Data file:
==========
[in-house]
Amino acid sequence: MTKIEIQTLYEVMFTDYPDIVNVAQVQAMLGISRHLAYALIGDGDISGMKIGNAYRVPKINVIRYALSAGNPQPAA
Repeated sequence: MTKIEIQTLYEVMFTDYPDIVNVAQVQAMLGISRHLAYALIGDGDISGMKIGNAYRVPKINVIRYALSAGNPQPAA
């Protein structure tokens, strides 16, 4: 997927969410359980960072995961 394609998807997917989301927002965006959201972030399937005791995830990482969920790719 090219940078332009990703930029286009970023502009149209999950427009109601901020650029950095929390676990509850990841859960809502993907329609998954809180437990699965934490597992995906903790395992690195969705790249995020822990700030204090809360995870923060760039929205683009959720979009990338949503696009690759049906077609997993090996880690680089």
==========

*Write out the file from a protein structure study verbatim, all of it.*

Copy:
[in-house]
Amino acid sequence: MTKIEIQTLYEVMFTDYPDIVNVAQVQAMLGISRHLAYALIGDGDISGMKIGNAYRVPKINVIRYALSAGNPQPAA
Repeated sequence: MTKIEIQTLYEVMFTDYPDIVNVAQVQAMLGISRHLAYALIGDGDISGMKIGNAYRVPKINVIRYALSAGNPQPAA
């Protein structure tokens, strides 16, 4: 997927969410359980960072995961 394609998807997917989301927002965006959201972030399937005791995830990482969920790719 090219940078332009990703930029286009970023502009149209999950427009109601901020650029950095929390676990509850990841859960809502993907329609998954809180437990699965934490597992995906903790395992690195969705790249995020822990700030204090809360995870923060760039929205683009959720979009990338949503696009690759049906077609997993090996880690680089």